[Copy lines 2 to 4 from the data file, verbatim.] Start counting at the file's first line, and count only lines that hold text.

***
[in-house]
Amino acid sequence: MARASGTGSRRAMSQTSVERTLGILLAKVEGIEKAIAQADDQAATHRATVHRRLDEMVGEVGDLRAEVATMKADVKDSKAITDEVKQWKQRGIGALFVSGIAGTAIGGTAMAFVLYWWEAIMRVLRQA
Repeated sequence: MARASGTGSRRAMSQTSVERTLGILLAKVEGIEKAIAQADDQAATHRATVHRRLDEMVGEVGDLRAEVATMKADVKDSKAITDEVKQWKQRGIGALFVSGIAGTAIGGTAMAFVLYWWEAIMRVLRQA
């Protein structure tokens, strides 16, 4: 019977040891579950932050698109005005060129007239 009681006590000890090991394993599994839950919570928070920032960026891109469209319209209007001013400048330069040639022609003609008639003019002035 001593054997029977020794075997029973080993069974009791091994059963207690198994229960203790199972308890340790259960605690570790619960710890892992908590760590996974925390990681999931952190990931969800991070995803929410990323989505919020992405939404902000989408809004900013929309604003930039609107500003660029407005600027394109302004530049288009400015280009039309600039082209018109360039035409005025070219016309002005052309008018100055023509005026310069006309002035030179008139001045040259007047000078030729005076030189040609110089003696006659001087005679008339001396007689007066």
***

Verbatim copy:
Amino acid sequence: MARASGTGSRRAMSQTSVERTLGILLAKVEGIEKAIAQADDQAATHRATVHRRLDEMVGEVGDLRAEVATMKADVKDSKAITDEVKQWKQRGIGALFVSGIAGTAIGGTAMAFVLYWWEAIMRVLRQA
Repeated sequence: MARASGTGSRRAMSQTSVERTLGILLAKVEGIEKAIAQADDQAATHRATVHRRLDEMVGEVGDLRAEVATMKADVKDSKAITDEVKQWKQRGIGALFVSGIAGTAIGGTAMAFVLYWWEAIMRVLRQA
């Protein structure tokens, strides 16, 4: 019977040891579950932050698109005005060129007239 009681006590000890090991394993599994839950919570928070920032960026891109469209319209209007001013400048330069040639022609003609008639003019002035 001593054997029977020794075997029973080993069974009791091994059963207690198994229960203790199972308890340790259960605690570790619960710890892992908590760590996974925390990681999931952190990931969800991070995803929410990323989505919020992405939404902000989408809004900013929309604003930039609107500003660029407005600027394109302004530049288009400015280009039309600039082209018109360039035409005025070219016309002005052309008018100055023509005026310069006309002035030179008139001045040259007047000078030729005076030189040609110089003696006659001087005679008339001396007689007066």